It’s a nice balance of both security and convenience.

An iOS alert for an app (Vimeo) requesting permission to access “vimeo.com” website credentials stored in Keychain

On iOS 8, native apps can access website credentials stored in the Keychain. So an app like Vimeo could completely bypass the Login form if it detects the user has logged in to Vimeo on a browser that supports Keychain (all except Firefox).

For an app to be able to prompt the user for access to the credentials stored in Keychain, “Domain Pairing” is required and described in Technical Details below.

This obviously works both ways: if a user starts by installing and signing up on the app and them visits the website, the Browser will be able to Autofill the credentials.

Technical Details

Here are some guidelines for declaring the purpose of your forms:

Domain Pairing

An app can only access Keychain credentials for websites it’s been authorized to access. To sum it up:

  1. App Vimeo declares it has access to vimeo.com
  2. iOS will attempt to fetch and validate an encrypted file from vimeo.com
  3. The file should contain the Vimeo application id

For information on how to encrypt the file, request credentials from your app, and details of how different http status codes might impact this feature watch WWDC 2014 Session 506 titled “Your App, Your Website, and Safari”.

Keychain and Authentication

TouchID Logo

Keychain is a specialized key-value database for storing and retrieving sensitive data on iOS and OS X.

Apple has made it especially secure on iOS by integrating it with the Secure Enclave — a tamper-proof cryptographic coprocessor that contains encryption keys unique per-device, that are immutable and unknown even to Apple, available on the iPhone 5S/iPad Air/Mini (more details here).

This means that security-wise, you will want to use Keychain to store any kind of sensitive information on both iOS and OS X.


Keychain makes it really easy to synchronize items across devices for convenience. Here’s what changed in regards to sharing:

But security is sometimes more important than convenience. Keychain already allows you to prevent items from ever leaving the device or be included in backups, in addition to that:

The safest scenario would require flagging items as device-only, requiring Touch ID for access, and invalidated if passcode is ever removed.

Remember: you can also store any piece of text in Keychain, not just username + password credentials. Apple uses this to synchronize wi-fi credentials between devices so that when you connect your laptop to a network, your phone will be able to as well a few seconds later when synchronization finishes, saving you from entering those long passwords on your phone.

Touch ID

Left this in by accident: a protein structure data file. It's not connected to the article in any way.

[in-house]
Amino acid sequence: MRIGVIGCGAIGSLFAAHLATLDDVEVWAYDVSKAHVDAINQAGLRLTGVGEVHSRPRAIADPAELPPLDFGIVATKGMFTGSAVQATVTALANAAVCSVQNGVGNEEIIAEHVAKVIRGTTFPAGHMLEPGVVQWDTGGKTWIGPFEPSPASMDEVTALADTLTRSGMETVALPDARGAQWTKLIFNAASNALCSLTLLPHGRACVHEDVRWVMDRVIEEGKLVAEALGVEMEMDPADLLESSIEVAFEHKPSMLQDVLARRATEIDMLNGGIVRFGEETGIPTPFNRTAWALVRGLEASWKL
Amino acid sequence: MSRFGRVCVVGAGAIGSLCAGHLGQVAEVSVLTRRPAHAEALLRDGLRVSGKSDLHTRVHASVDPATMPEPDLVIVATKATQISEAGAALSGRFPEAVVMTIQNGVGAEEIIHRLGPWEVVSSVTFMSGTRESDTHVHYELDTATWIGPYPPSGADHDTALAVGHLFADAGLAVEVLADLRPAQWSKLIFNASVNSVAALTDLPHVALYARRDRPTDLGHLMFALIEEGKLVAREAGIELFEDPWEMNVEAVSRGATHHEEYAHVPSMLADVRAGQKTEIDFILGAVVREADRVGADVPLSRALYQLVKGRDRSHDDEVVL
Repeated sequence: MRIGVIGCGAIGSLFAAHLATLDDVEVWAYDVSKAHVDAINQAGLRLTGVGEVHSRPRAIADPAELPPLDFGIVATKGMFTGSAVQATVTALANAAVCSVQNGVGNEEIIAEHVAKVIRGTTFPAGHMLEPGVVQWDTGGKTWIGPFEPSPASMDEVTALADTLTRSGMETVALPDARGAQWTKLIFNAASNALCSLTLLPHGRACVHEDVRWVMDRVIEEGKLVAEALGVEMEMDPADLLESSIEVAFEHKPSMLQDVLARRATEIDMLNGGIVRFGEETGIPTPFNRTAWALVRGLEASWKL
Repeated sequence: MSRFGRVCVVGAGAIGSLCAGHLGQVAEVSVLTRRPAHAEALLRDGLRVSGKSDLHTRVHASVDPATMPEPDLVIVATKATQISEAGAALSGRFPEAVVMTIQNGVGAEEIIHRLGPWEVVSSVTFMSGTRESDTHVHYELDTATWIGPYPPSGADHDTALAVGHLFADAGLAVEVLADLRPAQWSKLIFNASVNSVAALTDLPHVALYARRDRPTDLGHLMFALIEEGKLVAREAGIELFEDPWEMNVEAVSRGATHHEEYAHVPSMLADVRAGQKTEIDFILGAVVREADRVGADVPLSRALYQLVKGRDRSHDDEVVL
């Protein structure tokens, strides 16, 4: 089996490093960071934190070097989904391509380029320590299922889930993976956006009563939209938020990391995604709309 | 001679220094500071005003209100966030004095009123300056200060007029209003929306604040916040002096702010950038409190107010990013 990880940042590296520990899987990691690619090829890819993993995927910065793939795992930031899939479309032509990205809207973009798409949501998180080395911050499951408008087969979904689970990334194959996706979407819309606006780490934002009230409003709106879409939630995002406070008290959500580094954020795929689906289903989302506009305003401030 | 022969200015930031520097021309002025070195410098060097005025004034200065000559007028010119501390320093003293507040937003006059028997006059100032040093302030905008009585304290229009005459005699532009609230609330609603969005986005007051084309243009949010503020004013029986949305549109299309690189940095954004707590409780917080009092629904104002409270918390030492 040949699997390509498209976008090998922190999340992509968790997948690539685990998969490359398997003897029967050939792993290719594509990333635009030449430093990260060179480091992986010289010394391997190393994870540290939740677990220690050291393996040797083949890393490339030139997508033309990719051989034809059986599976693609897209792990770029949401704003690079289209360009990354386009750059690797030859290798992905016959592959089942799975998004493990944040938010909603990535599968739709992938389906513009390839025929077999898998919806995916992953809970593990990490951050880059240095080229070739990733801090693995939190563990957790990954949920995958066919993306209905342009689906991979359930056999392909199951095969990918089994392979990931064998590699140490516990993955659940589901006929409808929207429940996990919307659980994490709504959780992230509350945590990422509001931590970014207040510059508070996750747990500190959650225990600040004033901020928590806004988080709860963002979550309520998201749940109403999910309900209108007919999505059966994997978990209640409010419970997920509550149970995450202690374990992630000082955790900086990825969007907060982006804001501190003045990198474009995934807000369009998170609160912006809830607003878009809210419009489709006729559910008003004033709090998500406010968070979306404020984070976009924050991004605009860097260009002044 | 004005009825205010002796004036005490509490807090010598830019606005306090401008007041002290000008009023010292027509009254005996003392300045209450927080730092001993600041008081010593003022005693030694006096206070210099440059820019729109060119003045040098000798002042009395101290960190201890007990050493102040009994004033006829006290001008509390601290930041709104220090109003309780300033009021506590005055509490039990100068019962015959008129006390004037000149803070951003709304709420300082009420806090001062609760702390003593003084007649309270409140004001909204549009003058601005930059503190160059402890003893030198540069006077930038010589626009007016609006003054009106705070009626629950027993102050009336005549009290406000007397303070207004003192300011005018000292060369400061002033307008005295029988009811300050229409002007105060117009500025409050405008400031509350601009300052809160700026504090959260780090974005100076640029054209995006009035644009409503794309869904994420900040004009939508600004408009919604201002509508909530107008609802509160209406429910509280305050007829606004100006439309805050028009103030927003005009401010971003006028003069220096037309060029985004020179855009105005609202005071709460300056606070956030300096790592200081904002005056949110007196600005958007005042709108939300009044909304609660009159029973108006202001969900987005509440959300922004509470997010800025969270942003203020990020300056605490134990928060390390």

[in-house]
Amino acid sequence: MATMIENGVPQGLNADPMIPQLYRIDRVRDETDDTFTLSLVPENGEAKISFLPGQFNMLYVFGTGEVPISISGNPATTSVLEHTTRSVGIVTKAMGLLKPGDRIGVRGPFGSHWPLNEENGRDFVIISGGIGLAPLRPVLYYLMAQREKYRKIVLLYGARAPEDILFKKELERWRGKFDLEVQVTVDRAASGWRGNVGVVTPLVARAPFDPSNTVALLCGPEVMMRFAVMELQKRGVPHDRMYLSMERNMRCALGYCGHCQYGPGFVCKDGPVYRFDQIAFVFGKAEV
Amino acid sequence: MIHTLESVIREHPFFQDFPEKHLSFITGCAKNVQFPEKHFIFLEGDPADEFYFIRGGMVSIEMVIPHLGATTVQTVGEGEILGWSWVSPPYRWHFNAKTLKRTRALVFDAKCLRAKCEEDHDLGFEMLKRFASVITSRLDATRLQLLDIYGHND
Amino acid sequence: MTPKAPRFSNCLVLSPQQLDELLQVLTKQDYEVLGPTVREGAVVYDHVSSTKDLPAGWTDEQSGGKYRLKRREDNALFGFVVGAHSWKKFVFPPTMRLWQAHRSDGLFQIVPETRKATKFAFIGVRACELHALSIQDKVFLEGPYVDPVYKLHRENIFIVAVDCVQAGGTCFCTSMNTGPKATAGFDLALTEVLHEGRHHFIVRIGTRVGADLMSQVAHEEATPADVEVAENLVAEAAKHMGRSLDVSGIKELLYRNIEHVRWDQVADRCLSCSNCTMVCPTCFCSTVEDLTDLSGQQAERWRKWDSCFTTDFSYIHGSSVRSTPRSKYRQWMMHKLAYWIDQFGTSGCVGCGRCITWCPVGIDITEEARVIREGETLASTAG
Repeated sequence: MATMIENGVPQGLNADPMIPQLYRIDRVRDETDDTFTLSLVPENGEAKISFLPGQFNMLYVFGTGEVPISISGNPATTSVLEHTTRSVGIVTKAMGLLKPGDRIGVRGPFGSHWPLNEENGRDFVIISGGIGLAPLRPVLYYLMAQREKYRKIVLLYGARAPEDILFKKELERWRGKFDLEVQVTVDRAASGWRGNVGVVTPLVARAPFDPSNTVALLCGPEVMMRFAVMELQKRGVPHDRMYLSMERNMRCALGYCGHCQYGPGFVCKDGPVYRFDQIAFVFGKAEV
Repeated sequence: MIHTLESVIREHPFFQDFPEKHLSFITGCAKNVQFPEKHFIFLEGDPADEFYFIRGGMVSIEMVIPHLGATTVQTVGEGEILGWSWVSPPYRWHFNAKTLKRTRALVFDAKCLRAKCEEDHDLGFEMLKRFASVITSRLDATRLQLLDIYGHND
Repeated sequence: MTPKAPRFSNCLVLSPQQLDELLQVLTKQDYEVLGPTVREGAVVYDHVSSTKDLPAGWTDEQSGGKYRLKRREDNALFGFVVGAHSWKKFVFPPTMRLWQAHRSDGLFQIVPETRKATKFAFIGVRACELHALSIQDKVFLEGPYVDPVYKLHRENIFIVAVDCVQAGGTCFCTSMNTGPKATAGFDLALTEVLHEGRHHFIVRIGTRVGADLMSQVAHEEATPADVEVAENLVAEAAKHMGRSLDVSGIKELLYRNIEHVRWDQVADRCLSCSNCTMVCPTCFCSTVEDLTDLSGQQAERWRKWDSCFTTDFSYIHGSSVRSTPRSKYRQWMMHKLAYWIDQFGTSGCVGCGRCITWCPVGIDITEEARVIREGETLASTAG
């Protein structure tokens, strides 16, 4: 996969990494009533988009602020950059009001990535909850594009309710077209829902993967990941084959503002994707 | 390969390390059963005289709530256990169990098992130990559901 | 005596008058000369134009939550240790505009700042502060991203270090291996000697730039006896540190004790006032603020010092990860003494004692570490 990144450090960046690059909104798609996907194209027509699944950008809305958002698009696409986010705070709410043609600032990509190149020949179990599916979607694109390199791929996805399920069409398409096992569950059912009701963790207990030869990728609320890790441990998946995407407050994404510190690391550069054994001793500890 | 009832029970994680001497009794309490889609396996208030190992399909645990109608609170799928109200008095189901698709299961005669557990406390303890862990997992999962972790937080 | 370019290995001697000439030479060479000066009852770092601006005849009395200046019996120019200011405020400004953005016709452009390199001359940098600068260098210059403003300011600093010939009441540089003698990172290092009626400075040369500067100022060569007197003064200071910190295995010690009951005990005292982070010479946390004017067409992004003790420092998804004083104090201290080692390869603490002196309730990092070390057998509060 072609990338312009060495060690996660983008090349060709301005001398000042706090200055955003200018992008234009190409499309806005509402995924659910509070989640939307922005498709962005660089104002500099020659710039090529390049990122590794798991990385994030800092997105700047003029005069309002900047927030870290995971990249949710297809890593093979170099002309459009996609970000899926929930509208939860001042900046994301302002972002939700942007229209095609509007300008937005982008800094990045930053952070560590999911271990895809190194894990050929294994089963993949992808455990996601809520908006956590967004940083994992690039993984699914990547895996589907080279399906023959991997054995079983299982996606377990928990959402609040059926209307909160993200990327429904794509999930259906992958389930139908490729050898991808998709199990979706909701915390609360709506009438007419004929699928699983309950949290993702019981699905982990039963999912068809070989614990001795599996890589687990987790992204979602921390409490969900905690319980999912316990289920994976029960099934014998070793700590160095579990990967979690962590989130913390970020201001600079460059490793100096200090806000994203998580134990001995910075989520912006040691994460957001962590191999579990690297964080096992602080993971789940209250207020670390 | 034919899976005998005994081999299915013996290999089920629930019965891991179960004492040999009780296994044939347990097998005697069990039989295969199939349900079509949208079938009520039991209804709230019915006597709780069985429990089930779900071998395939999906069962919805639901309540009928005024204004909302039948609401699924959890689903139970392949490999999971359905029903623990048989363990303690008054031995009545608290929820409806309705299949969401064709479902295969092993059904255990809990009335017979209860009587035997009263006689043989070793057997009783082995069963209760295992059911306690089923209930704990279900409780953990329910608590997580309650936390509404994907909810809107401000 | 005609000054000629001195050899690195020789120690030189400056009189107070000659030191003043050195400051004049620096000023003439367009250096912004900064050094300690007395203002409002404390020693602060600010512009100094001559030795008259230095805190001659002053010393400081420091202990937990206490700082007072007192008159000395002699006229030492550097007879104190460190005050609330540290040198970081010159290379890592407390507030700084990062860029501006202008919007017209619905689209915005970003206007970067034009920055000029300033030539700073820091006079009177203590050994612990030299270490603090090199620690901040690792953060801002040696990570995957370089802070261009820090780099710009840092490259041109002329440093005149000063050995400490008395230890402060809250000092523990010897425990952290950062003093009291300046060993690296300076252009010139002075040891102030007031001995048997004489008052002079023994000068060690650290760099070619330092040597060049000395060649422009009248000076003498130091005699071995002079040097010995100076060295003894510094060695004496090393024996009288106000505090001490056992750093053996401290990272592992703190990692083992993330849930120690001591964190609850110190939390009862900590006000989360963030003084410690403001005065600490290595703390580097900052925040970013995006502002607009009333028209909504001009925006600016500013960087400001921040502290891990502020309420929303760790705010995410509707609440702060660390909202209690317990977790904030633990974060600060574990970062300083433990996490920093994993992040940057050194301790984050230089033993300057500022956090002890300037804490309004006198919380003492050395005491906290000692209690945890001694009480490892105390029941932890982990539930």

You can now use Touch ID to allow access only to the device owner.

This doesn’t require you to use Keychain, it could be used to replace pin codes in Banking Apps and more. It’s just an extremely quick, simple and secure way to authenticate the owner of the device.

You’re given the freedom to come up with a fallback mechanism for Touch ID if required. You can implement a password, sms code or any other 2-Factor Authentication mechanism.


HomeKit Logo

HomeKit is new in iOS 8, it brings consistency to the Internet of Things market which in turn allows simpler, better experiences to be enjoyed and created.

The problem we have today is how hard it is for devices from different manufacturers to coordinate amongst themselves because they all speak different languages and require different proprietary apps.

This also puts in more strain into the hardware manufacturer which has to invest not only in the basic software needed to run the hardware, but also in creating and maintaining consumer apps. This might lower costs, increasing sales and offer, as a consumer you won’t need to worry about compatibility either.

HomeKit allows you to simply ask Siri to “enable night mode”, which will control (even if away from home) a number of devices from different manufacturers and make sure the doors are locked, specific lights are turned off while others are turned on, cameras start recording and more.

All with a single voice command, without opening any apps, and regardless of the accessory manufacturer.

”We don’t think it’s good enough to be sort of private with your data stored somewhere else, we think it’s important to take privacy very seriously.” — Kevin McLaughlin, Wireless Software Engineering

When it comes to security and privacy, there are 4 key points:

“We take Security and Privacy very seriously, we have spent a lot of time and effort, attention, reviews after reviews making sure that we have a great solution here.” — Kevin McLaughlin, Wireless Software Engineering

Security and Privacy are of the upmost priority in HomeKit, everything from pairing to communication is done securely.

HomeKit implements Perfect Forward Secrecy which isn’t new but a very good practice, HomeKit APIs can only be used in the foreground to ensure it’s the user who is always in control, not some rogue app.

Apps can be notified of changes in accessories such as a door being unlocked and ensure the user is aware of it.

One interesting fact is that in order to bridge the digital and physical, Apple has made the Identify command mandatory as part of all HomeKit accessories. This allows you ask Siri to identify a light bulb and have it flash for example.

I will focus more on the capabilities and vision for HomeKit in a future post, stay tuned!

Technical Details